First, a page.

Bundaberg soldier remembered at war memorial
The life of Bundaberg’s Private David Gray Findlay – who was killed in action in Belgium during the First World War – has been remembered at a special ceremony at the Australian War Memorial.
Each day the memorial farewells visitors with its Last Post Ceremony where the story behind one of the names on the Roll of Honour is shared.
Yesterday, family members of Private Findlay attended the service, along with Federal Member for Hinkler Keith Pitt and Minister for Veterans Affairs Darren Chester.
“It was a privilege to meet Private Findlay’s descendants at the service and pay tribute to the sacrifice he made for all Australians,” Mr Pitt said.
“More than 1.5 million Australians have served in defence of our nation, with more than 100,000 paying the ultimate sacrifice.
“Without the sacrifice of every soldier that has served this nation since the First World War through to those deployed overseas now – our lives would be vastly different,” he said.
The Last Post Ceremony to be held tonight will pay tribute to Private Edward George Hazel of Urangan, who was killed during the Korean War.
INFORMATION ON PRIVATE DAVID GRAY FINDLAY:
Private Findlay was born on 23 October 1887 in Yengarie, Queensland to John and Jessie Findlay. He grew up on the family farm at Maroondan and attended Sharon State School and Bullyard State School.
After leaving school, he worked on the family property as a farmer.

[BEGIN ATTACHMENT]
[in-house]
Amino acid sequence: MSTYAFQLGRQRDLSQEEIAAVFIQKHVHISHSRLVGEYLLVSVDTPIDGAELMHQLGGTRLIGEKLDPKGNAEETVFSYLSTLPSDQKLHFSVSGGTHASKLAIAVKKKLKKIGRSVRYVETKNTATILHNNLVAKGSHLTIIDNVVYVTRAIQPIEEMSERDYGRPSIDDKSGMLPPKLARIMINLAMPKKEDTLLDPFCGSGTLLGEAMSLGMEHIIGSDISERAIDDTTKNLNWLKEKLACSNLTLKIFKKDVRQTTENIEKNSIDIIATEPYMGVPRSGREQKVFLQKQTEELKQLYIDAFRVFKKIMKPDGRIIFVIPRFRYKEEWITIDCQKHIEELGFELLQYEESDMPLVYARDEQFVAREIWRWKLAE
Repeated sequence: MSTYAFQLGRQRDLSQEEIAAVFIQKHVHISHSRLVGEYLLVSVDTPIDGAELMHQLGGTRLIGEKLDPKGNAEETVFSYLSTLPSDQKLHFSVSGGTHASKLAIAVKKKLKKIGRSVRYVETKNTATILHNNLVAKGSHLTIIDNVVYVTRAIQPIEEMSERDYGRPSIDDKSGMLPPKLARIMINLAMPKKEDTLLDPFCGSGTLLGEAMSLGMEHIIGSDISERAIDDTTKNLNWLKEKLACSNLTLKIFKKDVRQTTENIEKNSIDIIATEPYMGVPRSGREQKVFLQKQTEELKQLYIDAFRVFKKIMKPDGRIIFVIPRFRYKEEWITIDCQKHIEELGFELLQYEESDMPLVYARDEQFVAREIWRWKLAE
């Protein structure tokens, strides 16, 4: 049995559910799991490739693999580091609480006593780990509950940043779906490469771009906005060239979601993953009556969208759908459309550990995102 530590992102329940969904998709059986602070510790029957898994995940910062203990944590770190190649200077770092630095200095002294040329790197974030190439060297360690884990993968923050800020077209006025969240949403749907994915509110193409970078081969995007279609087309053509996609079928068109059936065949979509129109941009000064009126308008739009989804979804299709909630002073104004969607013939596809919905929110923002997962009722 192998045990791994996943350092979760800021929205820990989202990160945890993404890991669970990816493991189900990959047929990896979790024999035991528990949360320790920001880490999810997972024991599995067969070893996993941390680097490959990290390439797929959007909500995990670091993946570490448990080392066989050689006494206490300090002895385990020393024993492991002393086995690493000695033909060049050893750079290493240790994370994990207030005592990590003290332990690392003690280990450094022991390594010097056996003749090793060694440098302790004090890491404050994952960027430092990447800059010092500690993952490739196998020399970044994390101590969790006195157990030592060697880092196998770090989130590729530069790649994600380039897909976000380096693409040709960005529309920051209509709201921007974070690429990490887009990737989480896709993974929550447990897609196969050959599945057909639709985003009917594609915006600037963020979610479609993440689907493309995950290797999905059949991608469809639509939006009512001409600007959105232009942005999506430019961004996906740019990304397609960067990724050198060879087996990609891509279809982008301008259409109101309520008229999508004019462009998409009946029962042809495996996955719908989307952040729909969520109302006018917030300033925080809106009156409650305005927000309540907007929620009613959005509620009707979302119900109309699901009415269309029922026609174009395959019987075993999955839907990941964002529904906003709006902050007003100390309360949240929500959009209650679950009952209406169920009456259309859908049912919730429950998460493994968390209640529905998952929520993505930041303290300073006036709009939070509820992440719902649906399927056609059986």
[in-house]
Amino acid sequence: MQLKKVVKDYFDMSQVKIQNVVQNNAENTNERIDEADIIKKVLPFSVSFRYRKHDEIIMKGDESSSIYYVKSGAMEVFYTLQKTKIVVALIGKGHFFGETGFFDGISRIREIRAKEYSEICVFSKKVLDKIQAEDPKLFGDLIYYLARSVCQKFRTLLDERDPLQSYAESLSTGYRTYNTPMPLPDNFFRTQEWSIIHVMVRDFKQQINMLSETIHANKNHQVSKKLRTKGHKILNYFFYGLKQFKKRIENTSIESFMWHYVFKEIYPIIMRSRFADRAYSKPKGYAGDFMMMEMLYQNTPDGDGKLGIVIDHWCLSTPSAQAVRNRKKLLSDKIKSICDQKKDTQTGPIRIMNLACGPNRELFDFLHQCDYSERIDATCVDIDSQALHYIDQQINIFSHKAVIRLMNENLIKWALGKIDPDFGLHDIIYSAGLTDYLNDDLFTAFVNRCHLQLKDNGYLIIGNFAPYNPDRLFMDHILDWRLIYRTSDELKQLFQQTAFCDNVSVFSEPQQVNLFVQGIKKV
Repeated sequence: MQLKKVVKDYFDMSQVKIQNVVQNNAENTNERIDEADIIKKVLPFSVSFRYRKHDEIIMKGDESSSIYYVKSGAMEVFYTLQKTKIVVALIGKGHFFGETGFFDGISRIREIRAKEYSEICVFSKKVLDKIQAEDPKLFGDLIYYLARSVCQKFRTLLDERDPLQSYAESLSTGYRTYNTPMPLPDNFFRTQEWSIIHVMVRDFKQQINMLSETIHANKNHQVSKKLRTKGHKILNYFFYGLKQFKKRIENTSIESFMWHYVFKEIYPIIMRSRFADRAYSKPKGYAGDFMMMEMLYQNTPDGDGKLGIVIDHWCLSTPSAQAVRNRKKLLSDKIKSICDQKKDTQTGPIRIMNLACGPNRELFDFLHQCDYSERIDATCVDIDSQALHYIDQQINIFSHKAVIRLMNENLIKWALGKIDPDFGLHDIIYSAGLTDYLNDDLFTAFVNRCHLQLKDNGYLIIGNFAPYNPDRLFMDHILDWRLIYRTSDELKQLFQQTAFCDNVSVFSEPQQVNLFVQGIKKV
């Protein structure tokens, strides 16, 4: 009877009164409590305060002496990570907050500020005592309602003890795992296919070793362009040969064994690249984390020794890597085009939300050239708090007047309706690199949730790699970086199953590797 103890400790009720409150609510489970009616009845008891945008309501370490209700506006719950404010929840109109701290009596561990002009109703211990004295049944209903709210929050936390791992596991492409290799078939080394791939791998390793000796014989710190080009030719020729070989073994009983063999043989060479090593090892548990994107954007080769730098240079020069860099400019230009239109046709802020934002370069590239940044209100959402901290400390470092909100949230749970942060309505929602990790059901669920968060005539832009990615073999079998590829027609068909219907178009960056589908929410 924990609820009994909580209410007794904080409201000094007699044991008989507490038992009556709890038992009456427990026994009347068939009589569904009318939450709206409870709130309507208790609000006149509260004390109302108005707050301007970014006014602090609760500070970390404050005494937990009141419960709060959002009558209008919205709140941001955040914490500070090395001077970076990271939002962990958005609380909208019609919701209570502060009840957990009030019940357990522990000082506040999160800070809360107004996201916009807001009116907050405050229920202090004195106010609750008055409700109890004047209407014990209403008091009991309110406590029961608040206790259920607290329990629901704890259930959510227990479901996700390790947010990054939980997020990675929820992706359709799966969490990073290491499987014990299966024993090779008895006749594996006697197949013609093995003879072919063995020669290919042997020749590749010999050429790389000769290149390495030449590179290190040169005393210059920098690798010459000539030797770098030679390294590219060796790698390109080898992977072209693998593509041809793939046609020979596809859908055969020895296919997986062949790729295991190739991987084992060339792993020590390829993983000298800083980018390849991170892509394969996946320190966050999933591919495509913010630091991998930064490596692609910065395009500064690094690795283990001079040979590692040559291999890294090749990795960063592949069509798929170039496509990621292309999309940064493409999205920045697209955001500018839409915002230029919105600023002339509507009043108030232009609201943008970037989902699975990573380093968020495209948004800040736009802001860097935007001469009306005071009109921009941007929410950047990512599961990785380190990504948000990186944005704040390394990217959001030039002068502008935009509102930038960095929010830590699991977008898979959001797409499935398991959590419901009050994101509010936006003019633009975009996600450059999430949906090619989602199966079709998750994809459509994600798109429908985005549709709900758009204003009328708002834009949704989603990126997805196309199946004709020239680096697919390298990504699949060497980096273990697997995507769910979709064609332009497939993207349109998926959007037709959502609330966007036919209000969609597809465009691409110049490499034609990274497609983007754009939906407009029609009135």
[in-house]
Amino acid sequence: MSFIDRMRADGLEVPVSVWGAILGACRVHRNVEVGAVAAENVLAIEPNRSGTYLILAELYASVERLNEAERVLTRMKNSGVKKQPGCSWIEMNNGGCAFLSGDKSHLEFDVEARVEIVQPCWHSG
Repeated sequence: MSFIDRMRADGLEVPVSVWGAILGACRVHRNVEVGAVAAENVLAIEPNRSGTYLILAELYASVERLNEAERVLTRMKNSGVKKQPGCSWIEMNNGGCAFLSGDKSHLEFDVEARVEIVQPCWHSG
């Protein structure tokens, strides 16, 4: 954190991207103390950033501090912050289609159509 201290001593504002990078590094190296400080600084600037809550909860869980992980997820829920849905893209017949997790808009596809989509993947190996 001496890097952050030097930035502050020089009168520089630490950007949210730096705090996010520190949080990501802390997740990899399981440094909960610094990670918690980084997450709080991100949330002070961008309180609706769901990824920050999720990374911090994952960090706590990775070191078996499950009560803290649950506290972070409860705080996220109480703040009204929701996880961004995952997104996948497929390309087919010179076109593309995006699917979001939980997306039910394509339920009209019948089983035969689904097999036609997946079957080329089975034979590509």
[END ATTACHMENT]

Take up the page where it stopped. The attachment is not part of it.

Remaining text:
He enlisted in Bundaberg on 20 June 1916 and was sent to Brisbane for his initial training and was allotted to the 6th reinforcements to the 47th Battalion.
He embarked on 27 October 1916 aboard the transport ship Marathon, bound for England, arriving in early January 1917, where he was sent to a training battalion to prepare for fighting on the Western Front.
At the beginning of February he was hospitalised for a month with an illness, and in late March he was sent to France and joined the 47th Battalion at the beginning of April. He again reported sick in mid-April and spent the next six days in hospital, missing the battle of Bullecourt.
The 47th Battalion next took part in the battle of Messines where it suffered heavy casualties, one of who was Private Findlay.
The manner of his death was not recorded and although he has reportedly been buried by his comrades, his grave could not be located following the war. A court of inquiry established he had been killed on 7 June 1917. He was 29 years old.
He is commemorated on the Menin Gate Memorial at Ypres.